How can secularist framework deal with religious phenomena it views as irrational and non-scientific in the first place?

The interreligious peace endeavors informed by liberal-secular reify religious identities.

The other problem with liberal-secular religious studies is that it assumes that a joint venture of secularism and science can fix all problems of humanity. Since the rest is superstition or tradition at best, it can’t promise good future.

Moreover, by drawing a line between secular and sacred, religious studies create and celebrate difference. Take the example of censuses, which count both religious and atheist people. It is strange because the censuses claim to be informed by secularism. If it is so, these censuses should not actually be concerned with the questions of belief and disbelief among citizens. It means the liberal-secularist conception of religion may have some kind of religious imagining.

Another important problem with liberal-secular religious studies is that they aspire to tame the religious or religious violence with non-negotiable secularism. From its very beginning, it stands on difference by allocating itself a superior position.

But secularism is also in deep trouble, the signs of which are visible in the publications such as William E. Connoly’s Why I am not a Secularist (Minneapolis: University of Minnesota Press, 2000); Anuradha Dingwaney Needham & Rajeswari Sunder Rajan’s edited volume The Crisis of Secularism in India (Duke University Press, 2007). Therefore, secularist prescriptions for fixing religions and religious studies need to be rethought.

The crises of both the religious studies and secularism have motivated scholars to rethink their ideas about studying religion. The rethinking is also taking place because the modernity’s hope of the eclipsing of religions and their consequences from the world has not proven true. But what has forcefully stimulated the rethinking in religious studies is that the prescriptions of religious studies to reduce religious violence are also failing. Even the countries where secularism was enforced as a public policy have been unable to metamorphose their citizens into tolerant beings. Then what alternatives we have?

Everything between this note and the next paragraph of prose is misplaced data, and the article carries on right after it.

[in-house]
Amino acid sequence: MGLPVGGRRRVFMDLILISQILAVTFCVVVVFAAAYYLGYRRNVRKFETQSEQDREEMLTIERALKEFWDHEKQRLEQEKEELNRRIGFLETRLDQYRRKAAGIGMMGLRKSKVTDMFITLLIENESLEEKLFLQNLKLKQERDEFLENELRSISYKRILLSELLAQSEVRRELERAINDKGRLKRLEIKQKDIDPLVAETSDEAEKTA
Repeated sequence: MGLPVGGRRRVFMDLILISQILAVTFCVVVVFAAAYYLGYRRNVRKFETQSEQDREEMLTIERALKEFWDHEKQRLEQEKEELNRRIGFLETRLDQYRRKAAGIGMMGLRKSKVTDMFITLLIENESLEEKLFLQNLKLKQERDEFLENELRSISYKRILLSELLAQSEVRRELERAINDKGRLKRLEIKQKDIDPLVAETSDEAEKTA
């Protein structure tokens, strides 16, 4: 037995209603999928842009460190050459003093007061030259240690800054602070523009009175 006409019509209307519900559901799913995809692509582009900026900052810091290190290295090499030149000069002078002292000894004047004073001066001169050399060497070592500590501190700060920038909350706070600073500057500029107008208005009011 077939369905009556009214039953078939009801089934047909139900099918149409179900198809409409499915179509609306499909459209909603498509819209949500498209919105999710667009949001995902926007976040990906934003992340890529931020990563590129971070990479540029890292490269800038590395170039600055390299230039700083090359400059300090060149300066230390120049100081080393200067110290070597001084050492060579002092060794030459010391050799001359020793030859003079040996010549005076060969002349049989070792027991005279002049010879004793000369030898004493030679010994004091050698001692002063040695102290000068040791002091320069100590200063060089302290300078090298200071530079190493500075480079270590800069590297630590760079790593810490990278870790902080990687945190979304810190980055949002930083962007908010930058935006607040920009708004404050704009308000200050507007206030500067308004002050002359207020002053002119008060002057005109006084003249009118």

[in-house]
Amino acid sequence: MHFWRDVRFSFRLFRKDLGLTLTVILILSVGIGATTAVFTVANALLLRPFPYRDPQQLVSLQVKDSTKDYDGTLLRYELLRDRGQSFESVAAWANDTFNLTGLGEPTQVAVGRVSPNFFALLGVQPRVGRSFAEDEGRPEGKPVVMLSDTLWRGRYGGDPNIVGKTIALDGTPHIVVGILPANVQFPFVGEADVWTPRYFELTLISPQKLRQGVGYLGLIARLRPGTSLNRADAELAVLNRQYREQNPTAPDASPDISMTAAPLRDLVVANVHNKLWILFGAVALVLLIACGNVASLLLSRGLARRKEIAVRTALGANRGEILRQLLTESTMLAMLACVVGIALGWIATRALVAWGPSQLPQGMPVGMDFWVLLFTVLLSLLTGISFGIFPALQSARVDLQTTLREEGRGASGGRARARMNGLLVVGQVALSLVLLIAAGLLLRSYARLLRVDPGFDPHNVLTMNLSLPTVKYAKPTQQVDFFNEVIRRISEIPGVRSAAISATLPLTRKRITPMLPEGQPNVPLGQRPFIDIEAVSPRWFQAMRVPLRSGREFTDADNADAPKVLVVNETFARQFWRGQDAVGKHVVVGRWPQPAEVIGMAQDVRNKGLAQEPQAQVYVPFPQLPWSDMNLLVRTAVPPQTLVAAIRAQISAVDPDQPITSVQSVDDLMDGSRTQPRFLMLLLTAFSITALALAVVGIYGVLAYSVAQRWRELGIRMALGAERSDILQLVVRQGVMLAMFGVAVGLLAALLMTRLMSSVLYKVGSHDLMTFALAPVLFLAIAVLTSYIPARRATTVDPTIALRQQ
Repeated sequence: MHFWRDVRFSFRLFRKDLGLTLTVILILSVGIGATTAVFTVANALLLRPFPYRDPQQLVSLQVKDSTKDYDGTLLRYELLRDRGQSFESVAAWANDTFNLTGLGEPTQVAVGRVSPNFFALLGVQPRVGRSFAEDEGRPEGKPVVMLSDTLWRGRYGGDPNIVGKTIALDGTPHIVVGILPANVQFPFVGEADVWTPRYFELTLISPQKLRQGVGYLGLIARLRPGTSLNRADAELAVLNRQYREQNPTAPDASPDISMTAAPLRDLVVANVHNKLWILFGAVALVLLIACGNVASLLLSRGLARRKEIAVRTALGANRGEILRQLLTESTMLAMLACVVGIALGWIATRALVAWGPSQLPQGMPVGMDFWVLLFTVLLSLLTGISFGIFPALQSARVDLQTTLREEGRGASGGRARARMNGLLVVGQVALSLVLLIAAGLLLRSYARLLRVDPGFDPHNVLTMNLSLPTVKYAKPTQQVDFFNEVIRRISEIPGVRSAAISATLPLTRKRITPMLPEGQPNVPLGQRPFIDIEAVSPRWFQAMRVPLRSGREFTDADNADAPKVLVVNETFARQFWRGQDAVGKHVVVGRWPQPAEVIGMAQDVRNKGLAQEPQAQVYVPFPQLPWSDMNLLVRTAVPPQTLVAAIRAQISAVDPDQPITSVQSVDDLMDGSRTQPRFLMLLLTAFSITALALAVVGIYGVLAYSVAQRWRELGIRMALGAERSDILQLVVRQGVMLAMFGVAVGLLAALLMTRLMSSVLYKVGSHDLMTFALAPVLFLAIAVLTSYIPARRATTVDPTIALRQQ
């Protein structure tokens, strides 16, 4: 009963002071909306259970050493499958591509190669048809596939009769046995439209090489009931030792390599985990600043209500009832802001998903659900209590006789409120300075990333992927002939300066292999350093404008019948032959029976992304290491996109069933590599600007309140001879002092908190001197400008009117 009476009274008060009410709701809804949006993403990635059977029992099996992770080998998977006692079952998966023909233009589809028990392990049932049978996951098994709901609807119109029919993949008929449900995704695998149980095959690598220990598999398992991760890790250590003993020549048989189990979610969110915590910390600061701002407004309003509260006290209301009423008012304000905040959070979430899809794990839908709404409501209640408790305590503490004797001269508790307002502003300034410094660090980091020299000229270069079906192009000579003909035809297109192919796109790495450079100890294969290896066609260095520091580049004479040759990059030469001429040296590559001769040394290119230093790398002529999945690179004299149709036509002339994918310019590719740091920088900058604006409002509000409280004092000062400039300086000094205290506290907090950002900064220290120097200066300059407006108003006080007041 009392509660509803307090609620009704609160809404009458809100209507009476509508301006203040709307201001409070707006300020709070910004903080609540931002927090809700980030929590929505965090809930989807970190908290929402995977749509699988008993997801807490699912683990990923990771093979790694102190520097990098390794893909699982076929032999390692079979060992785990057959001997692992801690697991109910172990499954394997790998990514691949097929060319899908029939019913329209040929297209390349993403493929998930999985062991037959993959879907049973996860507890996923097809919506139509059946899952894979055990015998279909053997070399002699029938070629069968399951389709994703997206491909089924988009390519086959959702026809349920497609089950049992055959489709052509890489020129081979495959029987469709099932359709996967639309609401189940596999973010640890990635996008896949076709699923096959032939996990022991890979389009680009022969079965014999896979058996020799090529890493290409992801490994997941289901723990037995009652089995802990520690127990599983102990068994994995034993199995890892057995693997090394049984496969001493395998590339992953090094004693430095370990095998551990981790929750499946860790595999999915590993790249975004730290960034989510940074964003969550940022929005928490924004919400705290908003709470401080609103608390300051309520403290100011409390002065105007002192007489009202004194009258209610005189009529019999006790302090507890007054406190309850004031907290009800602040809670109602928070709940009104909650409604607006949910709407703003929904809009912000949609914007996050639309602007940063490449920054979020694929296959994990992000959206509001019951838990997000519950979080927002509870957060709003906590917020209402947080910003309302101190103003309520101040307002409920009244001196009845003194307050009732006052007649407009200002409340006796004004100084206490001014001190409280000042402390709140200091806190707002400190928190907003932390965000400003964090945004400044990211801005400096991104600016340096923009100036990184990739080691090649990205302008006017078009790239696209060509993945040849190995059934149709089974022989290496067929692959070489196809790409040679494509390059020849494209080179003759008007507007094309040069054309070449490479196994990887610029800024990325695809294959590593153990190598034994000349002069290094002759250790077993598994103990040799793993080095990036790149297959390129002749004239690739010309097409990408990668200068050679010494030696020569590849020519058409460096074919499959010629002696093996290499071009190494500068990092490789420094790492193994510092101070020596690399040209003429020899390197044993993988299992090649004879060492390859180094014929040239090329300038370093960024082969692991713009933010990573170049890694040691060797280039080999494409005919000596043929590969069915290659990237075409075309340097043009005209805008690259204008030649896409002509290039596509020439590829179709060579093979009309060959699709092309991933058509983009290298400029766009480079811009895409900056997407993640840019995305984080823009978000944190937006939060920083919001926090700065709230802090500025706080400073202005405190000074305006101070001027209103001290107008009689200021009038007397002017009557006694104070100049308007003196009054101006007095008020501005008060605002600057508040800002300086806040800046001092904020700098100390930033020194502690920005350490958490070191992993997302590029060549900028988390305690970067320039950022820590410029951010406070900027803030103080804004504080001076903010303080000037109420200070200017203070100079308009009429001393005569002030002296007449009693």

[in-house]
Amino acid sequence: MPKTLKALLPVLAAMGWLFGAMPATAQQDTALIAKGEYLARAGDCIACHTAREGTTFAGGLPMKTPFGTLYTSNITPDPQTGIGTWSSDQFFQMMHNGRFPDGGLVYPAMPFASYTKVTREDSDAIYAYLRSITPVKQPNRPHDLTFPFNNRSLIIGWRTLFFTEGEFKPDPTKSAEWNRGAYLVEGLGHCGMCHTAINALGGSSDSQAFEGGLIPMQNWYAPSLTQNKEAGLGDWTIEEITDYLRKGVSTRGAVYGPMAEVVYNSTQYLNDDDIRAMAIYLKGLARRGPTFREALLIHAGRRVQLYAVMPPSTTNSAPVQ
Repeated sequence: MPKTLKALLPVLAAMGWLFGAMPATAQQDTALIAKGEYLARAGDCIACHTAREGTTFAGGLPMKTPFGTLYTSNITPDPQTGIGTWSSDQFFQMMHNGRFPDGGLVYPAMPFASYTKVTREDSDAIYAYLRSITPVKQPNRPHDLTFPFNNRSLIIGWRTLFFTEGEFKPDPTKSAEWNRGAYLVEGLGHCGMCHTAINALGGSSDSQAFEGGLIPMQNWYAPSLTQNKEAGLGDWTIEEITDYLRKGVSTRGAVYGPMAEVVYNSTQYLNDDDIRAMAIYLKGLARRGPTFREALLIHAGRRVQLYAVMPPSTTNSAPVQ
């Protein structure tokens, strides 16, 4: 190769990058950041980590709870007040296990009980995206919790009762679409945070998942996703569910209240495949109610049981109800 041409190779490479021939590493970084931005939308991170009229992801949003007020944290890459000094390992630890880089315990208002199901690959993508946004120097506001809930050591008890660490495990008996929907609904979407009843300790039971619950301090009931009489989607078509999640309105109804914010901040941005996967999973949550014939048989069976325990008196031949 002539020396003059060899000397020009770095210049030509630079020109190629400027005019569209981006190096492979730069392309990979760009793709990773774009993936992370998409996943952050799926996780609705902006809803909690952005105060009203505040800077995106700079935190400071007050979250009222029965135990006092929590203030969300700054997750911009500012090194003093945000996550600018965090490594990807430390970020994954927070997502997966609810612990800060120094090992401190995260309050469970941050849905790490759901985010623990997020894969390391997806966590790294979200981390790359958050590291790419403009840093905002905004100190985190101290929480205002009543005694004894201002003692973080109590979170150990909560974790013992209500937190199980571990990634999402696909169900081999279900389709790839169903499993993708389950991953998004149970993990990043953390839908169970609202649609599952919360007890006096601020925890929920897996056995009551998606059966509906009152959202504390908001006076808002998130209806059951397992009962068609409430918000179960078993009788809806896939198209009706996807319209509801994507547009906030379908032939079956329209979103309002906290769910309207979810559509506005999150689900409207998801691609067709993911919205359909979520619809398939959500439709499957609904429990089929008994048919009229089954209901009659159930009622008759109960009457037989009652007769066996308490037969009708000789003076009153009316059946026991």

The conception of religion in ancient and pre-modern South Asia was remarkably different from that of liberal-secular view in vogue currently. A number of social movements in the history of South Asia did not privilege any singular religious tradition.

A number of scholars from within the discipline of religious studies are looking for other sources of ideas to construct a new way of doing religious studies — a way which overcomes the limitations of liberal-secular view of religion. The notable among them are: Gerrie ter Haar, Rajmohan Gandhi, Ashish Nandy, and TN Madan.

These scholars do not view religion as a problem but as part of the solution — as part of the response to the problem of religious violence.

The conception of religion in ancient and pre-modern South Asia was remarkably different from that of liberal-secular view in vogue currently. A number of social movements in the history of South Asia did not privilege any singular religious tradition. Nor did they reify religious identity. They also did not create a secular or non-religious sphere separate from religion. These movements can be termed as South Asian tradition: what distinguishes them is that they were not based on highlighting differences but diffusing them; not on highlighting identities but trivialising/dropping them.

This tradition was accommodating and inclusive, to a degree. This tradition did not necessitate taking a religious identity by an individual. If the taking of a religious identity was not an obligation, the possibilities of emancipation could have been greater.

Let us talk about religious studies relevance to the interreligious, and in particular, religious violence. Should we think that liberal-modern religious studies are not useful at all? No.

But in order to rethink the discipline and its practice and in order to make it relevant, let us start from questioning it. One thing is certain: if religious studies want to have a promise or if it wants to become relevant, it needs to rethink its conception of religion.

And it is where South Asian tradition can be helpful. I believe that South Asian tradition which postulates life as indivisible between secular and religious need to be revived. It might have much to offer given the failure of modernity-inspired work on interreligious peace. Similarly, other traditions of the world can also enrich religious studies and their insights should also be used to reconstruct the discipline.